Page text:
If you just aren’t patient enough for that, or if you have plenty of ground to hunt at your disposal, there is also another method that can help you put a bird in the truck.  If having sat in your starting off spot for a while hasn’t paid off, get on the move.  By either hopping in the truck and cruising by other properties you can hunt, or by slinking from one vantage point to another on the one you’re one, if you can spot a gobbler in the open strutting, you can sometimes make a play.

If you spy a tom strutting in a field or open area and there is a slight change in terrain nearby, consider doing what most hunters wouldn’t dream of; going to the gobbler.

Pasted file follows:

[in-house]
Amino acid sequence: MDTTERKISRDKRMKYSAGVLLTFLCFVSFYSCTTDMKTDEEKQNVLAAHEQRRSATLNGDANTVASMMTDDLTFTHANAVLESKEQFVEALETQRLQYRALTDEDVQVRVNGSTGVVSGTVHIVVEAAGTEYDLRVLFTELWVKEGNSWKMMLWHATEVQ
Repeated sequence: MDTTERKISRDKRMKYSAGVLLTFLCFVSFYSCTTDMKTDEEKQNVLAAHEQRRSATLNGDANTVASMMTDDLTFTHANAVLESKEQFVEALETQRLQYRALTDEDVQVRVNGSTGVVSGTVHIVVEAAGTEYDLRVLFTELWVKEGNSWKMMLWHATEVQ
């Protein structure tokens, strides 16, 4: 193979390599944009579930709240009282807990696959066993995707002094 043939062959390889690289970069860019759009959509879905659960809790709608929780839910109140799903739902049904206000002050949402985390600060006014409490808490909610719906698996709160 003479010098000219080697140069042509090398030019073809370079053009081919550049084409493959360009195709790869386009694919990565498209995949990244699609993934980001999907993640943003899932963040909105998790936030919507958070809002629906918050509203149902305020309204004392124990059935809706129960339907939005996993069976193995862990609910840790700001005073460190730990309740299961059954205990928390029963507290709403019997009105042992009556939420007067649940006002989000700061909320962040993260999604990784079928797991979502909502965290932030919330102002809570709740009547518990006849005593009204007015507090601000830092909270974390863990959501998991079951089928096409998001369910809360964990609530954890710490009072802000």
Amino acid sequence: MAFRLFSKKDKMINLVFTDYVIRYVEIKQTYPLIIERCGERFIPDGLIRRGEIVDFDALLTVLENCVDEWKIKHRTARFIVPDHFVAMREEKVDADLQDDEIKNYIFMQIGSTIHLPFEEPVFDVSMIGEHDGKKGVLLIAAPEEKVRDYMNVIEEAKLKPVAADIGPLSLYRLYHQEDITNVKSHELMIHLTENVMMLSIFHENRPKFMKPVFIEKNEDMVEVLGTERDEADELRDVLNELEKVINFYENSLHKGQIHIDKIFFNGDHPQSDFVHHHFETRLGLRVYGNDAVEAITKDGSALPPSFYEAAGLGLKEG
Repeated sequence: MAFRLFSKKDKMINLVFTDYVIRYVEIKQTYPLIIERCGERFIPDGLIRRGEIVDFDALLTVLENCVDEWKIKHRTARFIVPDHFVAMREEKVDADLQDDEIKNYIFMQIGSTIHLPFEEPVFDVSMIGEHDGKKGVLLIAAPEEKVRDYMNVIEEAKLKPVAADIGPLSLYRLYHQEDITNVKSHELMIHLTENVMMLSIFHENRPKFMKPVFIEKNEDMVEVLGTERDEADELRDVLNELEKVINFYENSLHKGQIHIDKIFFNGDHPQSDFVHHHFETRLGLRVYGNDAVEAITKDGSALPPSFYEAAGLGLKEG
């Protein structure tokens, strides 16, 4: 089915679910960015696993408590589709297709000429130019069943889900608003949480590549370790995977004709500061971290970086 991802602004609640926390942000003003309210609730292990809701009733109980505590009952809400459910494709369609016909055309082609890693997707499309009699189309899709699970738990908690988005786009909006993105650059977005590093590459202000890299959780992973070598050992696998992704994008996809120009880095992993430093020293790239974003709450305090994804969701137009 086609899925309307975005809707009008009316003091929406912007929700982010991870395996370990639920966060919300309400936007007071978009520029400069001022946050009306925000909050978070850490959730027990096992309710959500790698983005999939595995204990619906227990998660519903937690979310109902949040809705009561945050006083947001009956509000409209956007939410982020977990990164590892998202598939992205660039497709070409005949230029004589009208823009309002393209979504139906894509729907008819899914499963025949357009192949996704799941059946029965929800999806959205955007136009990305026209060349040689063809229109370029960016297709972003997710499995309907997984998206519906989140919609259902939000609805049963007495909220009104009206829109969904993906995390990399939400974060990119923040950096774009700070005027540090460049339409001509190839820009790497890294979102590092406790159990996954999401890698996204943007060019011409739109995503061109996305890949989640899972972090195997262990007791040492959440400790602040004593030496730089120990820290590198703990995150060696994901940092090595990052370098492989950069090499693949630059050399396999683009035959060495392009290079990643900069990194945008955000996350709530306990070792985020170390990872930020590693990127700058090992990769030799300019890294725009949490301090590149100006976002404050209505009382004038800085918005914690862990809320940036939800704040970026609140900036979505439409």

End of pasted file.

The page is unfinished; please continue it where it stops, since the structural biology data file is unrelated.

If there is a dip in-between you and the gobbler, use it to your advantage to stay low and out of his line of sight to advance towards his position.  Better yet, if he is on one side of a ditch, or even a fencerow, from you, drop down and walk in the bottom of the ditch, or crawl along the fencerow in an attempt to get within shooting range, or at least close enough to where he will be more easily coaxed into coming in for a peek.

In order for such a move to work, however, you need to make sure that while doing so, the bird will not see you.  So, hunker down in that low spot or stay low in that brushy fencerow, and if need be, only move when he is strutting and facing away, etc.  That only works if you can occasionally get an eye on him though.  Do not get in a hurry.  That is the easiest way to blow the hunt.  Take your time and proceeds cautiously, staying low and out of sight of him.